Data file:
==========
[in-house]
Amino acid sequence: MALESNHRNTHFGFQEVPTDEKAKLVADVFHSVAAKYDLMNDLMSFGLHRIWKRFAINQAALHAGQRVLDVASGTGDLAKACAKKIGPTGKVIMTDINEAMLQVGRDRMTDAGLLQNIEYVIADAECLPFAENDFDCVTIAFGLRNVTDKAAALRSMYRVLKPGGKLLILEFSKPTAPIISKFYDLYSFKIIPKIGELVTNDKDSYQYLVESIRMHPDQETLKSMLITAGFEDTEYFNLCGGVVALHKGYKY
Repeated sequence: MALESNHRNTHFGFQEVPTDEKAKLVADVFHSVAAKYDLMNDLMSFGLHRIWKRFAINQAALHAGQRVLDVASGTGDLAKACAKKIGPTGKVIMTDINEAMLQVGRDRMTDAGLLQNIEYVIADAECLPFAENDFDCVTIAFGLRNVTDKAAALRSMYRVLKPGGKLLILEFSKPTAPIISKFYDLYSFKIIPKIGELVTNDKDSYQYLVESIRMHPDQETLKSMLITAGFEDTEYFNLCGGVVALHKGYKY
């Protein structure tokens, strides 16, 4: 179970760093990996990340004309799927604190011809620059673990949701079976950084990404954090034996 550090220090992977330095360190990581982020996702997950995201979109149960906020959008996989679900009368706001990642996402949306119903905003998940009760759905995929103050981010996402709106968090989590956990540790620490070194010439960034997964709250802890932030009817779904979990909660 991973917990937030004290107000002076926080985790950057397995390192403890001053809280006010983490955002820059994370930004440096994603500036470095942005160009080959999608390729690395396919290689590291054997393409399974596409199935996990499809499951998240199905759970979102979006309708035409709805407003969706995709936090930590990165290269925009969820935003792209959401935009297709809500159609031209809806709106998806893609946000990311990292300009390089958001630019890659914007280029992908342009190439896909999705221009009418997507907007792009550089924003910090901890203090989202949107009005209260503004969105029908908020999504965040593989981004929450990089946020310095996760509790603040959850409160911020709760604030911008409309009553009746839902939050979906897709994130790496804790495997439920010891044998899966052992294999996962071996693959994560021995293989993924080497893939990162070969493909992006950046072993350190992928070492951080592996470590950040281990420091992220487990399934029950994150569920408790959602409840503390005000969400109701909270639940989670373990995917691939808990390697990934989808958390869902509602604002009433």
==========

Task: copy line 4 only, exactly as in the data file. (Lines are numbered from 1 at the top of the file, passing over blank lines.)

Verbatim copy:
């Protein structure tokens, strides 16, 4: 179970760093990996990340004309799927604190011809620059673990949701079976950084990404954090034996 550090220090992977330095360190990581982020996702997950995201979109149960906020959008996989679900009368706001990642996402949306119903905003998940009760759905995929103050981010996402709106968090989590956990540790620490070194010439960034997964709250802890932030009817779904979990909660 991973917990937030004290107000002076926080985790950057397995390192403890001053809280006010983490955002820059994370930004440096994603500036470095942005160009080959999608390729690395396919290689590291054997393409399974596409199935996990499809499951998240199905759970979102979006309708035409709805407003969706995709936090930590990165290269925009969820935003792209959401935009297709809500159609031209809806709106998806893609946000990311990292300009390089958001630019890659914007280029992908342009190439896909999705221009009418997507907007792009550089924003910090901890203090989202949107009005209260503004969105029908908020999504965040593989981004929450990089946020310095996760509790603040959850409160911020709760604030911008409309009553009746839902939050979906897709994130790496804790495997439920010891044998899966052992294999996962071996693959994560021995293989993924080497893939990162070969493909992006950046072993350190992928070492951080592996470590950040281990420091992220487990399934029950994150569920408790959602409840503390005000969400109701909270639940989670373990995917691939808990390697990934989808958390869902509602604002009433």